Thursday, February 12, 2009

Darwin's 200th Birthday

Thanks to Bookishgal, I have just discovered that there is a huge blog swarm going on from today until Sunday celebrating Charles Darwin's 200th birthday. Bookishgal has written a great post on The Origin of Species -- have you read it? I haven't, although I feel familiar with Darwin's concepts. To read hundreds, nay, thousands of posts about multifarious aspects of Darwin, check Blog for Darwin.

Since I haven't read any of his big works, and I don't work directly in a field in which Darwin plays a big role, I thought I would just share a little bit of writing from his journals which has always amused me. Here he is deliberating on the pros and cons of marriage (and for the record he did eventually decide it was worth it and marry his cousin Emma):

This is the question

Children — (if it Please God) — Constant companion, (& friend in old age) who will feel interested in one, — object to be beloved & played with. — —better than a dog anyhow. — Home, & someone to take care of house — Charms of music & female chit-chat. — These things good for one's health. — Forced to visit & receive relations but terrible loss of time. —
W My God, it is intolerable to think of spending ones whole life, like a neuter bee, working, working, & nothing after all. — No, no won't do. — Imagine living all one's day solitarily in smoky dirty London House. — Only picture to yourself a nice soft wife on a sofa with good fire, & books & music perhaps — Compare this vision with the dingy reality of Grt. Marlbro' St.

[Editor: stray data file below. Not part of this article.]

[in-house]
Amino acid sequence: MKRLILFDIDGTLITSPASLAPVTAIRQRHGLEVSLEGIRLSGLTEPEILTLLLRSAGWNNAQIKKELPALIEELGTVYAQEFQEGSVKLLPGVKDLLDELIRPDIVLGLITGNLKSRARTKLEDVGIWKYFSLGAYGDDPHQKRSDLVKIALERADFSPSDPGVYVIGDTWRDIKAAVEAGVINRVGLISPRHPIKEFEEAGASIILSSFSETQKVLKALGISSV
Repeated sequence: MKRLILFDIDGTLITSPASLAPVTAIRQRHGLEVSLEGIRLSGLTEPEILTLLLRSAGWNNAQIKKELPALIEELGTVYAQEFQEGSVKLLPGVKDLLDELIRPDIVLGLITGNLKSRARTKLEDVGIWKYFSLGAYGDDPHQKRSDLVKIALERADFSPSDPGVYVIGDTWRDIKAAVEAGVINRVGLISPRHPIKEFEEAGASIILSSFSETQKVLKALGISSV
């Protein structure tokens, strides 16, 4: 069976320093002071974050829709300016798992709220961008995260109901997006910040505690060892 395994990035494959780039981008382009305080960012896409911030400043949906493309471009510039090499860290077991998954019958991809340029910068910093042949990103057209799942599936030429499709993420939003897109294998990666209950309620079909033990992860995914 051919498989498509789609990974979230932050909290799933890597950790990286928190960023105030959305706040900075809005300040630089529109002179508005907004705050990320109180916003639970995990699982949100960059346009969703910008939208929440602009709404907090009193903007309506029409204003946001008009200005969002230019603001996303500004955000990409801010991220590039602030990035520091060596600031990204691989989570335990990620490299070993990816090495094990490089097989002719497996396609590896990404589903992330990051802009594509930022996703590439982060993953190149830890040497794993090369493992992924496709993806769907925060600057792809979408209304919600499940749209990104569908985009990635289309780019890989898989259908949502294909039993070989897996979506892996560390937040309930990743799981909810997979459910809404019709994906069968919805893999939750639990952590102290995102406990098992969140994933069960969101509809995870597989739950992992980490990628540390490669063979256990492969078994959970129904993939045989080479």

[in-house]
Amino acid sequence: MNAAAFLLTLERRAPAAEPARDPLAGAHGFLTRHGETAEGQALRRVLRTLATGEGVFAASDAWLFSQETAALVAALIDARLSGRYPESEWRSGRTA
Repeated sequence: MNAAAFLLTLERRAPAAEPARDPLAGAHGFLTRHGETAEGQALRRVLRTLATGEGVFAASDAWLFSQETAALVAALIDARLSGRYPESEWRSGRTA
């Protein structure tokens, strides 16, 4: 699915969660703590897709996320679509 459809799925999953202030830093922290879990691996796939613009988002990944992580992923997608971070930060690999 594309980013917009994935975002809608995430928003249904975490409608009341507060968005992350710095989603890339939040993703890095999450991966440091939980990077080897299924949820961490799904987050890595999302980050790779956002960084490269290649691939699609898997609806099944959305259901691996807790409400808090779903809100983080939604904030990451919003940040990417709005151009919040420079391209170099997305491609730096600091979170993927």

Not Mary

No children, (no second life), no one to care for one in old age.— What is the use of working 'in' without sympathy from near & dear friends—who are near & dear friends to the old, except relatives
Freedom to go where one liked — choice of Society & little of it. — Conversation of clever men at clubs — Not forced to visit relatives, & to bend in every trifle. — to have the expense & anxiety of children — perhaps quarelling — Loss of time. — cannot read in the Evenings — fatness & idleness — Anxiety & responsibility — less money for books &c — if many children forced to gain one's bread. — (But then it is very bad for ones health to work too much)
Perhaps my wife wont like London; then the sentence is banishment & degradation into indolent, idle fool —

My favourite part: "better than a dog anyhow" ;)


  1. My favourite: "less money for books &c" :P

  2. Oh thank you for mentioning my post! And I'm so glad I could be of service, letting you know about all those great posts about Darwin.

    Thanks so much for talking about his journals, and that list he made of pros and cons about marrying. When I went to that exhibition at the ROM, they had those lists posted, and that was one of the things that completely reoriented my whole view of Darwin. Those lists seem to combine his scientific and human sides into one.

    I agree, though -- my favourite is "less money for books." heehee!


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